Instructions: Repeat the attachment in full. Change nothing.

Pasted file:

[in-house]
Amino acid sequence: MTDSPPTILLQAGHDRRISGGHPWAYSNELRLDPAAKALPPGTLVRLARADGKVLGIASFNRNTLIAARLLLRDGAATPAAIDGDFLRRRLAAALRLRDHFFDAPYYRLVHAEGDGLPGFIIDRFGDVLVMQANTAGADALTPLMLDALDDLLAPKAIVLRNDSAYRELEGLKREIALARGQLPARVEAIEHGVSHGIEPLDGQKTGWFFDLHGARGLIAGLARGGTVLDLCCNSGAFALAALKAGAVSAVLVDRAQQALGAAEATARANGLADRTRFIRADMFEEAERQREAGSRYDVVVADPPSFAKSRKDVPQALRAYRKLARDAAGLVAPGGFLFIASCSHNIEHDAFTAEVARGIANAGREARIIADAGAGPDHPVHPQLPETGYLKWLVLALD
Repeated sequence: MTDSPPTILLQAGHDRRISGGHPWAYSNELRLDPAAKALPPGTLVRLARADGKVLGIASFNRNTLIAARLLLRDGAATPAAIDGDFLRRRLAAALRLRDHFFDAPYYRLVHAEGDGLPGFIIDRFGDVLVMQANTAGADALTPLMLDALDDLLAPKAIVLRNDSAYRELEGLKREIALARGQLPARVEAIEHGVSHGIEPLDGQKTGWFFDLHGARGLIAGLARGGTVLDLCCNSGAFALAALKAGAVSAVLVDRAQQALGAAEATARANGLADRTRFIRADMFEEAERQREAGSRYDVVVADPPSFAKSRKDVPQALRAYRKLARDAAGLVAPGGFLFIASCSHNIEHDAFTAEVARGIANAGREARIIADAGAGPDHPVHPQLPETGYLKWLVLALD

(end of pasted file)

[in-house]
Amino acid sequence: MTDSPPTILLQAGHDRRISGGHPWAYSNELRLDPAAKALPPGTLVRLARADGKVLGIASFNRNTLIAARLLLRDGAATPAAIDGDFLRRRLAAALRLRDHFFDAPYYRLVHAEGDGLPGFIIDRFGDVLVMQANTAGADALTPLMLDALDDLLAPKAIVLRNDSAYRELEGLKREIALARGQLPARVEAIEHGVSHGIEPLDGQKTGWFFDLHGARGLIAGLARGGTVLDLCCNSGAFALAALKAGAVSAVLVDRAQQALGAAEATARANGLADRTRFIRADMFEEAERQREAGSRYDVVVADPPSFAKSRKDVPQALRAYRKLARDAAGLVAPGGFLFIASCSHNIEHDAFTAEVARGIANAGREARIIADAGAGPDHPVHPQLPETGYLKWLVLALD
Repeated sequence: MTDSPPTILLQAGHDRRISGGHPWAYSNELRLDPAAKALPPGTLVRLARADGKVLGIASFNRNTLIAARLLLRDGAATPAAIDGDFLRRRLAAALRLRDHFFDAPYYRLVHAEGDGLPGFIIDRFGDVLVMQANTAGADALTPLMLDALDDLLAPKAIVLRNDSAYRELEGLKREIALARGQLPARVEAIEHGVSHGIEPLDGQKTGWFFDLHGARGLIAGLARGGTVLDLCCNSGAFALAALKAGAVSAVLVDRAQQALGAAEATARANGLADRTRFIRADMFEEAERQREAGSRYDVVVADPPSFAKSRKDVPQALRAYRKLARDAAGLVAPGGFLFIASCSHNIEHDAFTAEVARGIANAGREARIIADAGAGPDHPVHPQLPETGYLKWLVLALD